A new study from the University of South Carolina that shows some interesting effects that exercise has on the brain, making it “fatigue resistant.”
Well, it makes mouse brains fatigue resistant.
Still, the theory behind what is going on is pretty cool. Remember back to high school biology class, where you learned that mitochondria are the “powerhouse” behind your cells? It’s been known for a long time that exercising regularly increases the mitochondria in your muscle cells in order to help you adapt to the energy requirements of training. It’s like when you start off running and you feel ready to cough up your toenails after just a mile — but if you stick with it, before long you can run several miles without wanting to collapse into a pile of sweaty goo and pray for death. Part of what is going on is that the body has improved its energy production capabilities.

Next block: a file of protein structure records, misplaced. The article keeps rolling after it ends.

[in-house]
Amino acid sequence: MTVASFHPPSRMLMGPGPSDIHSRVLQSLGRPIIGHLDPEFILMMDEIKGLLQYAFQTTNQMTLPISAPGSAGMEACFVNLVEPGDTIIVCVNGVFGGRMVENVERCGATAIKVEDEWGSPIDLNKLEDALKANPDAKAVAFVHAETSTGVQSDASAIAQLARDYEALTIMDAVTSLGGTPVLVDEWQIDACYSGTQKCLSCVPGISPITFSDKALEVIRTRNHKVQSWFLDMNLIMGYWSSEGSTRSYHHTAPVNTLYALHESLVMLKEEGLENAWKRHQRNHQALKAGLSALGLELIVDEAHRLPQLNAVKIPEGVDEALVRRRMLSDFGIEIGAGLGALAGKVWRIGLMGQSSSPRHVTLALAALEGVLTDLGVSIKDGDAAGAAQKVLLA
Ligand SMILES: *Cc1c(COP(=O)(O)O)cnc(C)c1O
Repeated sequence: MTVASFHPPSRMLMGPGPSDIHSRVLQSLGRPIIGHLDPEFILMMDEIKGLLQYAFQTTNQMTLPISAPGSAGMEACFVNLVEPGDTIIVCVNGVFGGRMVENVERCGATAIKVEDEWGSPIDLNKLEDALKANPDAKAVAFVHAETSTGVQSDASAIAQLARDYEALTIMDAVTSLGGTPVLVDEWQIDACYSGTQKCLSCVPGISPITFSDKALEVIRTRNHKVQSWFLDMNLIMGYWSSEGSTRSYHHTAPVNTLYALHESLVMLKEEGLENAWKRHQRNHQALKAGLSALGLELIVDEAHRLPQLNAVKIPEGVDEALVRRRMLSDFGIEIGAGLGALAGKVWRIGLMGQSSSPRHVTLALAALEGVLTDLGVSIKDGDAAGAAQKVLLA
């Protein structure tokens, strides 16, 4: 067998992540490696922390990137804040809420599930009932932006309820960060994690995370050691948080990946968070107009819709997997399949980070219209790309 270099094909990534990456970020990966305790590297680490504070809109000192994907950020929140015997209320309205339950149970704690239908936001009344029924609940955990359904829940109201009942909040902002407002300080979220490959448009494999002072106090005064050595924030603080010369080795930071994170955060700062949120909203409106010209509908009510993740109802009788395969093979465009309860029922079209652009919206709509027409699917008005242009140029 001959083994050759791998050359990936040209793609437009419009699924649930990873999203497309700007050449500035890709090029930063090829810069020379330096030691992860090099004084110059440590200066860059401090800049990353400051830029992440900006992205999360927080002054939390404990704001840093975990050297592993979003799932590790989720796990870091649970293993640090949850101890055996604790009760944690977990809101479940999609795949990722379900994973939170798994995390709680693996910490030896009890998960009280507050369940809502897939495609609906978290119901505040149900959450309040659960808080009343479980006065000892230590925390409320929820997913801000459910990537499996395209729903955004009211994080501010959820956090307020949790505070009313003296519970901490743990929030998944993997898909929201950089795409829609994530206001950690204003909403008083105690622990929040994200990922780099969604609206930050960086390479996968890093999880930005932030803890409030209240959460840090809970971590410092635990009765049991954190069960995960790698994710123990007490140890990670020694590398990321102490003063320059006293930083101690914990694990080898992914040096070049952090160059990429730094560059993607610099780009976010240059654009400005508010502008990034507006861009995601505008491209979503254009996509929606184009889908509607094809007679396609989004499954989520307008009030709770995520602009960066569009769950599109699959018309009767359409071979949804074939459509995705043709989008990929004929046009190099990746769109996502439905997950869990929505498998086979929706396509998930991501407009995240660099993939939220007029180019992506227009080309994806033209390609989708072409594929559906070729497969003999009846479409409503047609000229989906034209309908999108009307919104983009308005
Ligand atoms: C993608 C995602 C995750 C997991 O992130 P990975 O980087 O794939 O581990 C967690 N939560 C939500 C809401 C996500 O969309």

Well, these researchers have postulated that part of what it takes to push you further with exercise isn’t just better-trained muscles, but a better-trained brain. Boosting your brain capabilities allows you to go further and faster. “These findings could lead to the enhancement of athletic performance through reduced mental and physical fatigue, as well as to the expanded use of exercise as a therapeutic option to attenuate the negative effects of aging, and the treatment and/or prevention of neurological diseases,” the authors say.
Keep in mind, though, we’re talking about mice brains here, but there is already evidence that exercise is good for the human brain as well. These rodent experiments just suggest that not only can exercise prevent cognitive decline, but it might actually make your gray matter more energized.
I know my brain needs all the help it can get.
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